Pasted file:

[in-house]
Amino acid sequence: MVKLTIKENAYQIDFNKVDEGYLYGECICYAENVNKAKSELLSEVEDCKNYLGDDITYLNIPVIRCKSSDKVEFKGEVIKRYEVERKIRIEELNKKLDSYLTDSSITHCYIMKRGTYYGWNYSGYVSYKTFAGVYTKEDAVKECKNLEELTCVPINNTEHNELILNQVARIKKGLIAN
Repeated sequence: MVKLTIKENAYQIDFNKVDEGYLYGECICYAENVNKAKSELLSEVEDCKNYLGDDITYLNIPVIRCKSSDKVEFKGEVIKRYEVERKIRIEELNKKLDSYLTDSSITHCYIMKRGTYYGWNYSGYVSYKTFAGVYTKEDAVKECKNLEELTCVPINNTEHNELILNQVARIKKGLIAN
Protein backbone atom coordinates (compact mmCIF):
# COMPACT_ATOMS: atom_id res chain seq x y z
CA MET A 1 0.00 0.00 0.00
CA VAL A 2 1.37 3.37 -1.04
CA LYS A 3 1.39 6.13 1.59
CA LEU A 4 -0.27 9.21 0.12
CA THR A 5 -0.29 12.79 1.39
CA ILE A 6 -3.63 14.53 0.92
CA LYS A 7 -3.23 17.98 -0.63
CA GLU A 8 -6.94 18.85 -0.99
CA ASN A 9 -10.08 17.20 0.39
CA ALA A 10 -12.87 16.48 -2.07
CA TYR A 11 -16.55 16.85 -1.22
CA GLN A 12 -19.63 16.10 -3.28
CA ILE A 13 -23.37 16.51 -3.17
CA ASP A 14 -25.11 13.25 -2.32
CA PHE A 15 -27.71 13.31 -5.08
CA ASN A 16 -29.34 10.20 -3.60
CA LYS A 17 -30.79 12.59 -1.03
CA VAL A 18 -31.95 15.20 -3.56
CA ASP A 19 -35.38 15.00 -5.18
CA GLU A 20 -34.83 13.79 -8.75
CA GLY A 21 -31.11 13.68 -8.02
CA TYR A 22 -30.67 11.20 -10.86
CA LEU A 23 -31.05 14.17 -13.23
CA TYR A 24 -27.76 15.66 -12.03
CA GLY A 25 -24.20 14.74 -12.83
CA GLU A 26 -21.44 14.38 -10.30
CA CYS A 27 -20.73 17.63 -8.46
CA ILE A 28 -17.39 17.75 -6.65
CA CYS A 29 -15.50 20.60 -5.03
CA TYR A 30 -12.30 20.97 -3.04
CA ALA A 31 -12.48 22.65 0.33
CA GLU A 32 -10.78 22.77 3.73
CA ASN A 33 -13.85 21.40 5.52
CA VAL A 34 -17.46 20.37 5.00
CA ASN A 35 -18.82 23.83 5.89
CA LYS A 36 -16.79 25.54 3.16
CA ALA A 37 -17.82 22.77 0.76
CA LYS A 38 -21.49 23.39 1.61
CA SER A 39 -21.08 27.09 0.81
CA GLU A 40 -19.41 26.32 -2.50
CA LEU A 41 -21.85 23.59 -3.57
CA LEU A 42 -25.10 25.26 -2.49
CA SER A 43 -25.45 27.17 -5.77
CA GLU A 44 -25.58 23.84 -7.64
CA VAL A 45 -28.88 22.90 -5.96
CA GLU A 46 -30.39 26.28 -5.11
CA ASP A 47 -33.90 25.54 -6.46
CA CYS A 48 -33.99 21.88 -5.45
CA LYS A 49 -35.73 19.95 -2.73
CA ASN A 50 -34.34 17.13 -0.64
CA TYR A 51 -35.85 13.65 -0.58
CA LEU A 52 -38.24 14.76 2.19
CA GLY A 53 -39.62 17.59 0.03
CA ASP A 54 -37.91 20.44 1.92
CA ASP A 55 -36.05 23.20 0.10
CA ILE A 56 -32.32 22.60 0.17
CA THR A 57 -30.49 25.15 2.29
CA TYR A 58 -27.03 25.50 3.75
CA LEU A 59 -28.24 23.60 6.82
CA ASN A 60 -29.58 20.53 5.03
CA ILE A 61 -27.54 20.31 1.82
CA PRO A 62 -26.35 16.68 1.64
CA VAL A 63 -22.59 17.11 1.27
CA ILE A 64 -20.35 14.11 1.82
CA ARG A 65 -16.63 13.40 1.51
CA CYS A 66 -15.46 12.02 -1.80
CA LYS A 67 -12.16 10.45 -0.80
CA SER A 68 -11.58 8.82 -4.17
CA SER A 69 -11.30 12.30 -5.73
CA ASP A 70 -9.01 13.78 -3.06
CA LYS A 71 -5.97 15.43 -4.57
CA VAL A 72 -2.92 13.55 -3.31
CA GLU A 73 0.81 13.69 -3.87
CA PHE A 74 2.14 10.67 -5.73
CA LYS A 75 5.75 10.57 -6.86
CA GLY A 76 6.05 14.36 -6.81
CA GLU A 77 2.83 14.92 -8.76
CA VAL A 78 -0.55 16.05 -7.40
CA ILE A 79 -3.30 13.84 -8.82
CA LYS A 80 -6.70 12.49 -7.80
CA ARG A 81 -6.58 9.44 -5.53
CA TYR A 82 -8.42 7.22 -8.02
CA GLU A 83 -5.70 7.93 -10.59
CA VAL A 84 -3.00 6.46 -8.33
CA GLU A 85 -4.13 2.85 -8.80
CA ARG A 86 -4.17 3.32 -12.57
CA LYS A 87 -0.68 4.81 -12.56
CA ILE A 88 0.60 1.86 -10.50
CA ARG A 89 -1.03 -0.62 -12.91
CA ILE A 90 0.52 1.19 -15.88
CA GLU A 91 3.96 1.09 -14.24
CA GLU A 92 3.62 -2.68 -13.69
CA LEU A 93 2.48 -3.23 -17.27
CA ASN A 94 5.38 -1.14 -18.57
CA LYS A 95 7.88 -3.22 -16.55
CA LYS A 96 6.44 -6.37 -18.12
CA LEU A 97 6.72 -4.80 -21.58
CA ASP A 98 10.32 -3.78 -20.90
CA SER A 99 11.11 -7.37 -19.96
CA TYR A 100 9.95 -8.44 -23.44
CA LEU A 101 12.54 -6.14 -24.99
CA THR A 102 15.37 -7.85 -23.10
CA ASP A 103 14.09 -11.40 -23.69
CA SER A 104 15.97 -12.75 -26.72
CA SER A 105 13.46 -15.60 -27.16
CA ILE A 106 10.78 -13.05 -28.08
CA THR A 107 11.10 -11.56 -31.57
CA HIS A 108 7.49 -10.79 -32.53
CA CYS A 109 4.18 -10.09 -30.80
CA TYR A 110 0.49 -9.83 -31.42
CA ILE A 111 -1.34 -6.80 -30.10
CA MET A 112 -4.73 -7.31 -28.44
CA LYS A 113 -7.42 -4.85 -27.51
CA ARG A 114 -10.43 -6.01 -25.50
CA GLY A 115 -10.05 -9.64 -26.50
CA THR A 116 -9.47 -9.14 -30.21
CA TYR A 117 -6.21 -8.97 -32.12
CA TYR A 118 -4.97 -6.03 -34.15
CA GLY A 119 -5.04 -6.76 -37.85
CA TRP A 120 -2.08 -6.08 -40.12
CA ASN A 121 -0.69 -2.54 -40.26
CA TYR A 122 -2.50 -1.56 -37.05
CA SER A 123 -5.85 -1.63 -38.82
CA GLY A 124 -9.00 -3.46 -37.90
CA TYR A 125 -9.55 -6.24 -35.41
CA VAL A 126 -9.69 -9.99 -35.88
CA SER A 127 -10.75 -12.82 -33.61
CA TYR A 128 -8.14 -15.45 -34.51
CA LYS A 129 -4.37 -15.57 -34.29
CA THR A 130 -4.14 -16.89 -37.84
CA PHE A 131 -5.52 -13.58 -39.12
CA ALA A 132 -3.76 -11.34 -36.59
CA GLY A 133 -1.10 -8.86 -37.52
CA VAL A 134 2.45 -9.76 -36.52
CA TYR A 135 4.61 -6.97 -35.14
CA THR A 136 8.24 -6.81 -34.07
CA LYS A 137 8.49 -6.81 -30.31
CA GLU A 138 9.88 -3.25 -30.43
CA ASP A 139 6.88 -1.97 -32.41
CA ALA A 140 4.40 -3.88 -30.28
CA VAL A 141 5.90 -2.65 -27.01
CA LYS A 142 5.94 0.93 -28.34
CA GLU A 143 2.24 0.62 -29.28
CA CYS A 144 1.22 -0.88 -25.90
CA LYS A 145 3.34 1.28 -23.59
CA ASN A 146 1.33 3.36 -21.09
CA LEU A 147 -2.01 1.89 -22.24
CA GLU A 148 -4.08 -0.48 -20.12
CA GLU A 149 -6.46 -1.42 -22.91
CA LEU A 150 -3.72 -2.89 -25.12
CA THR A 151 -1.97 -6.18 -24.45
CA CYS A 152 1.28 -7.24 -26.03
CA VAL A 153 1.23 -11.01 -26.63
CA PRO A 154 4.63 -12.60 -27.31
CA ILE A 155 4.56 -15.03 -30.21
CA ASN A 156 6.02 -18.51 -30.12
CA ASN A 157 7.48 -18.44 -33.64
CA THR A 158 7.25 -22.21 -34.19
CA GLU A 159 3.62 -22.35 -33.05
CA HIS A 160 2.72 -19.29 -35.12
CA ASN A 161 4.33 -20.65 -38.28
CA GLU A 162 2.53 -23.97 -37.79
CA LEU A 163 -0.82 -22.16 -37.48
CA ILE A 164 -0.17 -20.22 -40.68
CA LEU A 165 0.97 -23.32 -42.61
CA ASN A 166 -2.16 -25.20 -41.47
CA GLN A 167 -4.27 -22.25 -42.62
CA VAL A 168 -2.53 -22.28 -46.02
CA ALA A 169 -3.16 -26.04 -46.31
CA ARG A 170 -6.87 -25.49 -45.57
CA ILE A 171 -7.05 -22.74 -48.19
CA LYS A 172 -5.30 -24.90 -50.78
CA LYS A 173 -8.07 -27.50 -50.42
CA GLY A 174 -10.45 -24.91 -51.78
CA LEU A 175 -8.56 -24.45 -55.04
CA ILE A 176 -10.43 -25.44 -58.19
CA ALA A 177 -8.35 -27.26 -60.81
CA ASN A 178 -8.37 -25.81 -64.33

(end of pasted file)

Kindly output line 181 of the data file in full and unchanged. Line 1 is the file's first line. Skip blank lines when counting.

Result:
CA ILE A 176 -10.43 -25.44 -58.19